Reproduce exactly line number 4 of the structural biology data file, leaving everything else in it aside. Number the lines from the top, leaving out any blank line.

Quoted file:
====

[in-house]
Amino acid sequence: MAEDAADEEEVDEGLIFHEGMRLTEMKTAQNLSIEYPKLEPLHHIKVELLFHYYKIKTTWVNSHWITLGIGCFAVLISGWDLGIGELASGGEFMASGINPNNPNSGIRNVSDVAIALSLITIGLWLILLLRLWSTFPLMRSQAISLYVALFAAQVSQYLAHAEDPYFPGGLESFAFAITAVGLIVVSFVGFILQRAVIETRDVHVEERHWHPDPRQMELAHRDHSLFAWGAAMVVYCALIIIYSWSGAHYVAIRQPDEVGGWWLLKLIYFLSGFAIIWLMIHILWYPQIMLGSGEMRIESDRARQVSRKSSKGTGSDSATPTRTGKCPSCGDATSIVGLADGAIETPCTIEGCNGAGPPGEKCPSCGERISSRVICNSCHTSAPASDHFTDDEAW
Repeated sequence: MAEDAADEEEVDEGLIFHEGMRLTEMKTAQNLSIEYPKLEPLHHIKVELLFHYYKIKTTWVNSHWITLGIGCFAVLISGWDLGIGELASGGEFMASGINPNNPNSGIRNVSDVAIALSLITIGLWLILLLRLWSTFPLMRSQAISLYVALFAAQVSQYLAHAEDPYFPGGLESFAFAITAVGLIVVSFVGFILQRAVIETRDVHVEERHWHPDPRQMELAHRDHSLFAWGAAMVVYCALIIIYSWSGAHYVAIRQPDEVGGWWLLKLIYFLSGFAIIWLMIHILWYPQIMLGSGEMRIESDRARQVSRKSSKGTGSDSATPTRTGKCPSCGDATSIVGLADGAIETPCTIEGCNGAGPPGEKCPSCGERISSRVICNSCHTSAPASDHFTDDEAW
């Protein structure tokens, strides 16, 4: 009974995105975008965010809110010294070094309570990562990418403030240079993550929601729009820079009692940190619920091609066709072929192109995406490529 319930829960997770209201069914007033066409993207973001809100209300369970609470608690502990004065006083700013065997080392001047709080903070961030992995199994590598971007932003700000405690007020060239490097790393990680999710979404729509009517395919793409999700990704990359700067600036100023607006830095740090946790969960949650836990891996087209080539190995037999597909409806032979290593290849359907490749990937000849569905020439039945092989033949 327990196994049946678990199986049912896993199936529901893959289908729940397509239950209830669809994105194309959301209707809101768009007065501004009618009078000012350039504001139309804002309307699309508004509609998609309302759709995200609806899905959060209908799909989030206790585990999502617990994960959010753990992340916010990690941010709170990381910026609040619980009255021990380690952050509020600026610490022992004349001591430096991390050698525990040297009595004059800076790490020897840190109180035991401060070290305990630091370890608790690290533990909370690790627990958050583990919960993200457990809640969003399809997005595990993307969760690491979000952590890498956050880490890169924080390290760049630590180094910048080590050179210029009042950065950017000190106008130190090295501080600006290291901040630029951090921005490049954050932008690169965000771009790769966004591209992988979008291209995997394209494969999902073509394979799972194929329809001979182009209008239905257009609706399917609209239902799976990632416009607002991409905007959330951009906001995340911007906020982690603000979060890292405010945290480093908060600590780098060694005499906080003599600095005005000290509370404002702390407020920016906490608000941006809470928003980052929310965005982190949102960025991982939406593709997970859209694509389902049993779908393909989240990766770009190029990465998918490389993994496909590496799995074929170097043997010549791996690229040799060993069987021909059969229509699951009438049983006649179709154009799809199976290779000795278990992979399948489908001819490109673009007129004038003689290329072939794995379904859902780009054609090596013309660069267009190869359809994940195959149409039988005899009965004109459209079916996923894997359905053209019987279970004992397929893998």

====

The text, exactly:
């Protein structure tokens, strides 16, 4: 009974995105975008965010809110010294070094309570990562990418403030240079993550929601729009820079009692940190619920091609066709072929192109995406490529 319930829960997770209201069914007033066409993207973001809100209300369970609470608690502990004065006083700013065997080392001047709080903070961030992995199994590598971007932003700000405690007020060239490097790393990680999710979404729509009517395919793409999700990704990359700067600036100023607006830095740090946790969960949650836990891996087209080539190995037999597909409806032979290593290849359907490749990937000849569905020439039945092989033949 327990196994049946678990199986049912896993199936529901893959289908729940397509239950209830669809994105194309959301209707809101768009007065501004009618009078000012350039504001139309804002309307699309508004509609998609309302759709995200609806899905959060209908799909989030206790585990999502617990994960959010753990992340916010990690941010709170990381910026609040619980009255021990380690952050509020600026610490022992004349001591430096991390050698525990040297009595004059800076790490020897840190109180035991401060070290305990630091370890608790690290533990909370690790627990958050583990919960993200457990809640969003399809997005595990993307969760690491979000952590890498956050880490890169924080390290760049630590180094910048080590050179210029009042950065950017000190106008130190090295501080600006290291901040630029951090921005490049954050932008690169965000771009790769966004591209992988979008291209995997394209494969999902073509394979799972194929329809001979182009209008239905257009609706399917609209239902799976990632416009607002991409905007959330951009906001995340911007906020982690603000979060890292405010945290480093908060600590780098060694005499906080003599600095005005000290509370404002702390407020920016906490608000941006809470928003980052929310965005982190949102960025991982939406593709997970859209694509389902049993779908393909989240990766770009190029990465998918490389993994496909590496799995074929170097043997010549791996690229040799060993069987021909059969229509699951009438049983006649179709154009799809199976290779000795278990992979399948489908001819490109673009007129004038003689290329072939794995379904859902780009054609090596013309660069267009190869359809994940195959149409039988005899009965004109459209079916996923894997359905053209019987279970004992397929893998």